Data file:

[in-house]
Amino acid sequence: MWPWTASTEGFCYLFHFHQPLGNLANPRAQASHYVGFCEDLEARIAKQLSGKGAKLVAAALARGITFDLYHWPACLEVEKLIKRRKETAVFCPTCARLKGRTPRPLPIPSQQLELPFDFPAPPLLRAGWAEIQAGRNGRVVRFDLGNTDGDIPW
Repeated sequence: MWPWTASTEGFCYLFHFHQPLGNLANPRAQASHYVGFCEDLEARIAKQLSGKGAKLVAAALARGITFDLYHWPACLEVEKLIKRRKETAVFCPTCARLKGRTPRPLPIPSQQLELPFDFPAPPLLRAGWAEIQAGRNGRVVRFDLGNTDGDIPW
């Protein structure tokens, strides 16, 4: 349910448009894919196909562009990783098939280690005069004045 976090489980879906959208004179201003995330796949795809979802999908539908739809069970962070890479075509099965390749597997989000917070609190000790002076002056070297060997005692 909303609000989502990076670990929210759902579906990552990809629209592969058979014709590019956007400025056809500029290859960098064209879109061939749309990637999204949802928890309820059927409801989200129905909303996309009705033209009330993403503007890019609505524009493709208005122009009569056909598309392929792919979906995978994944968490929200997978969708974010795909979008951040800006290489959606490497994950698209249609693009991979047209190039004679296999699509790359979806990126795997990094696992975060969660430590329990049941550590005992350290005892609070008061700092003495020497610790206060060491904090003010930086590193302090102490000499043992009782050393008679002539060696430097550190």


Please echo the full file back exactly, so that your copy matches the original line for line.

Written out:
[in-house]
Amino acid sequence: MWPWTASTEGFCYLFHFHQPLGNLANPRAQASHYVGFCEDLEARIAKQLSGKGAKLVAAALARGITFDLYHWPACLEVEKLIKRRKETAVFCPTCARLKGRTPRPLPIPSQQLELPFDFPAPPLLRAGWAEIQAGRNGRVVRFDLGNTDGDIPW
Repeated sequence: MWPWTASTEGFCYLFHFHQPLGNLANPRAQASHYVGFCEDLEARIAKQLSGKGAKLVAAALARGITFDLYHWPACLEVEKLIKRRKETAVFCPTCARLKGRTPRPLPIPSQQLELPFDFPAPPLLRAGWAEIQAGRNGRVVRFDLGNTDGDIPW
């Protein structure tokens, strides 16, 4: 349910448009894919196909562009990783098939280690005069004045 976090489980879906959208004179201003995330796949795809979802999908539908739809069970962070890479075509099965390749597997989000917070609190000790002076002056070297060997005692 909303609000989502990076670990929210759902579906990552990809629209592969058979014709590019956007400025056809500029290859960098064209879109061939749309990637999204949802928890309820059927409801989200129905909303996309009705033209009330993403503007890019609505524009493709208005122009009569056909598309392929792919979906995978994944968490929200997978969708974010795909979008951040800006290489959606490497994950698209249609693009991979047209190039004679296999699509790359979806990126795997990094696992975060969660430590329990049941550590005992350290005892609070008061700092003495020497610790206060060491904090003010930086590193302090102490000499043992009782050393008679002539060696430097550190």